Photography project tells stories of poor around the world
A photography project by a local think tank is trying to change the way the world views poverty.
Telling the stories of those who will never make the "Forbes 100" list of billionaires is the goal of The Other Hundred - a collection of 100 photographs and stories from around the world that capture the struggles and celebrations of ordinary people.
"The implication of many 'rich lists' is that being rich is the only way to live a life of meaning," said Chandran Nair, CEO of the Global Institute for Tomorrow, the local social venture think tank that started the project.
"The reality is that the majority of the people in the world are not rich, and we wanted to tell their stories … but not in a stereotypical way. What would a photo of poverty look like that's not another child in Africa with flies buzzing around her?"
A global call for submissions in January concluded this month, and a panel of some of the world's best photographers and designers are now in Hong Kong to comb through 12,000 images to select the 100 entries to be published in a hardcover book. The book will be released this autumn, and its proceeds will go to charities.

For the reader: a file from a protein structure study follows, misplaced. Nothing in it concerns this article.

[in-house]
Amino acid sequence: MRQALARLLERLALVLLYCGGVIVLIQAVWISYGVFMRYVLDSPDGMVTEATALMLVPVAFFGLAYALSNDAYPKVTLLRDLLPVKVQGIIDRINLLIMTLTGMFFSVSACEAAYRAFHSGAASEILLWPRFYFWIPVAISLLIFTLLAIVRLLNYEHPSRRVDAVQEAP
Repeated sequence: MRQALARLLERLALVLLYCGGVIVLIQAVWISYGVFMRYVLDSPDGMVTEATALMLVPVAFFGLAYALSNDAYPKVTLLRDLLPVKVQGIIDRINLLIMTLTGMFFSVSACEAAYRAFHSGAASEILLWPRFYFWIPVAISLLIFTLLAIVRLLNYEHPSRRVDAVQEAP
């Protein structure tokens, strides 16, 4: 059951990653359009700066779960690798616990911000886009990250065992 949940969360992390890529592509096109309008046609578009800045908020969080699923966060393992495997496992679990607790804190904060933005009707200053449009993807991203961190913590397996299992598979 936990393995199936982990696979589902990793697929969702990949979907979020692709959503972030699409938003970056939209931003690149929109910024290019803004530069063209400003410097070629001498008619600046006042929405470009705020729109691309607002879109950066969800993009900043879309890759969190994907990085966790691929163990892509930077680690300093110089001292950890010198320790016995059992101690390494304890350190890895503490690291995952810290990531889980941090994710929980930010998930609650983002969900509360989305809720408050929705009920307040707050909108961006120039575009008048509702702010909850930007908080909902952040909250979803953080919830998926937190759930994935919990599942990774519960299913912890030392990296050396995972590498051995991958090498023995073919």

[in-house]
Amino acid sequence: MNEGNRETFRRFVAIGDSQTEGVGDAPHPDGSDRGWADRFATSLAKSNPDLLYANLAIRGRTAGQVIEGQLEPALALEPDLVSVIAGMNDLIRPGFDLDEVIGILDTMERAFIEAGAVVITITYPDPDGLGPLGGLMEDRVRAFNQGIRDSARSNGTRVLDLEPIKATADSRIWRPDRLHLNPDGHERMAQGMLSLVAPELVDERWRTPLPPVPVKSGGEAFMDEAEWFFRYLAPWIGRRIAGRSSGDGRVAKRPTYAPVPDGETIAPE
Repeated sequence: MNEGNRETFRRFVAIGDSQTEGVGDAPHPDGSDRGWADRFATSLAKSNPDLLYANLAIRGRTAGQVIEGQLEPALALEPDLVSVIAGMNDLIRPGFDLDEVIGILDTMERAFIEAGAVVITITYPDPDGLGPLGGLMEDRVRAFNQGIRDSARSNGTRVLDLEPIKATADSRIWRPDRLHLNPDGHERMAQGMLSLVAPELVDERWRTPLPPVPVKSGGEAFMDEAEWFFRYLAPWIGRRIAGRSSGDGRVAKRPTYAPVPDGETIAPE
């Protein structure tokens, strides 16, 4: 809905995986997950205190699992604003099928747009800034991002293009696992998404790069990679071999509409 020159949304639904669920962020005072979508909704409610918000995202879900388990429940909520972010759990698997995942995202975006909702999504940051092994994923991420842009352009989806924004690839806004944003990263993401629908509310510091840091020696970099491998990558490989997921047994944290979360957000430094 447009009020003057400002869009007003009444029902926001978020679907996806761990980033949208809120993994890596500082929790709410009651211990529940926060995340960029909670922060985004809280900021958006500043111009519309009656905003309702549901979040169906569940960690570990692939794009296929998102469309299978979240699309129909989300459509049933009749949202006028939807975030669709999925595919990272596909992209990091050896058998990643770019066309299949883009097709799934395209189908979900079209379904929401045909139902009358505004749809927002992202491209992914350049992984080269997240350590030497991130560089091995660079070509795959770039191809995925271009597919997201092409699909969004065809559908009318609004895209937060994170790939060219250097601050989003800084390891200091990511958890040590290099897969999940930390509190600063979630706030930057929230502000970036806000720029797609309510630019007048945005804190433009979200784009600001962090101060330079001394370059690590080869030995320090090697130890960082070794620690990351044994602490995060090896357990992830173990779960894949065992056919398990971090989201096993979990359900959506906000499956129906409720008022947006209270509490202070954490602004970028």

Leading Chinese designer Richard Hsu said: "It's not just for the world to see, it's for the Chinese to see … especially the young people who are less set in their thinking and want to learn about social issues," he said.
Among the submissions were more than 20 photographs featuring Hong Kong and more than 100 of the mainland, including a series of factory workers' wedding portraits.
"We're looking for photographs that tell stories of how people are struggling to live in one of the most expensive cities in the world," said Nair, who added that one of his favourites from Hong Kong was a photo of a woman selling mobile phones on the street.